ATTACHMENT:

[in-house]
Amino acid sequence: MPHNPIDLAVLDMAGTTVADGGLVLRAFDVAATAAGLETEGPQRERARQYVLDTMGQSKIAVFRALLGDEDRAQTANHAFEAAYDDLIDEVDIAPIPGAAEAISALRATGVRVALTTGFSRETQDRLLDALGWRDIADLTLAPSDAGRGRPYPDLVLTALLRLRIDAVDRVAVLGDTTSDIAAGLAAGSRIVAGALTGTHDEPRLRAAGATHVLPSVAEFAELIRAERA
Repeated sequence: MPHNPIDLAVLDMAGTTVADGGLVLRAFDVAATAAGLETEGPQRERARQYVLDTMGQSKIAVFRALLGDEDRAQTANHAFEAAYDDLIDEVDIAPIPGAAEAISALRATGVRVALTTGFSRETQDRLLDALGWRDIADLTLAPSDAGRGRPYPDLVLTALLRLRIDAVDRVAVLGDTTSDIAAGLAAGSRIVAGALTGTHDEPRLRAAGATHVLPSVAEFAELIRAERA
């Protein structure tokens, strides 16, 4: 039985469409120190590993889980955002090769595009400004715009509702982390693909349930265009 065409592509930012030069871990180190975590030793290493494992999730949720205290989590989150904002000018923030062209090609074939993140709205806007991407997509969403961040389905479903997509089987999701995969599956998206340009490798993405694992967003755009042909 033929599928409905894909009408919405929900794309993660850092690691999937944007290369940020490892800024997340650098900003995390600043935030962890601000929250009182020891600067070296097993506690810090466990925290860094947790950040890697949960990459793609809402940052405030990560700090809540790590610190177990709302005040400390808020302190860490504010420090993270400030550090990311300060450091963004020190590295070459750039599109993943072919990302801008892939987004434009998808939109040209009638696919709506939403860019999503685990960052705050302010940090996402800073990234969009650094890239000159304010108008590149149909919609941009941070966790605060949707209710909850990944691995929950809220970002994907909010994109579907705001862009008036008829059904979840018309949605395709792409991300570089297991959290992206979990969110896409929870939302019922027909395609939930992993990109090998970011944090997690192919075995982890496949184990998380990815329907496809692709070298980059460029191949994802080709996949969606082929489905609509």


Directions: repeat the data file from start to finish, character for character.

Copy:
[in-house]
Amino acid sequence: MPHNPIDLAVLDMAGTTVADGGLVLRAFDVAATAAGLETEGPQRERARQYVLDTMGQSKIAVFRALLGDEDRAQTANHAFEAAYDDLIDEVDIAPIPGAAEAISALRATGVRVALTTGFSRETQDRLLDALGWRDIADLTLAPSDAGRGRPYPDLVLTALLRLRIDAVDRVAVLGDTTSDIAAGLAAGSRIVAGALTGTHDEPRLRAAGATHVLPSVAEFAELIRAERA
Repeated sequence: MPHNPIDLAVLDMAGTTVADGGLVLRAFDVAATAAGLETEGPQRERARQYVLDTMGQSKIAVFRALLGDEDRAQTANHAFEAAYDDLIDEVDIAPIPGAAEAISALRATGVRVALTTGFSRETQDRLLDALGWRDIADLTLAPSDAGRGRPYPDLVLTALLRLRIDAVDRVAVLGDTTSDIAAGLAAGSRIVAGALTGTHDEPRLRAAGATHVLPSVAEFAELIRAERA
């Protein structure tokens, strides 16, 4: 039985469409120190590993889980955002090769595009400004715009509702982390693909349930265009 065409592509930012030069871990180190975590030793290493494992999730949720205290989590989150904002000018923030062209090609074939993140709205806007991407997509969403961040389905479903997509089987999701995969599956998206340009490798993405694992967003755009042909 033929599928409905894909009408919405929900794309993660850092690691999937944007290369940020490892800024997340650098900003995390600043935030962890601000929250009182020891600067070296097993506690810090466990925290860094947790950040890697949960990459793609809402940052405030990560700090809540790590610190177990709302005040400390808020302190860490504010420090993270400030550090990311300060450091963004020190590295070459750039599109993943072919990302801008892939987004434009998808939109040209009638696919709506939403860019999503685990960052705050302010940090996402800073990234969009650094890239000159304010108008590149149909919609941009941070966790605060949707209710909850990944691995929950809220970002994907909010994109579907705001862009008036008829059904979840018309949605395709792409991300570089297991959290992206979990969110896409929870939302019922027909395609939930992993990109090998970011944090997690192919075995982890496949184990998380990815329907496809692709070298980059460029191949994802080709996949969606082929489905609509």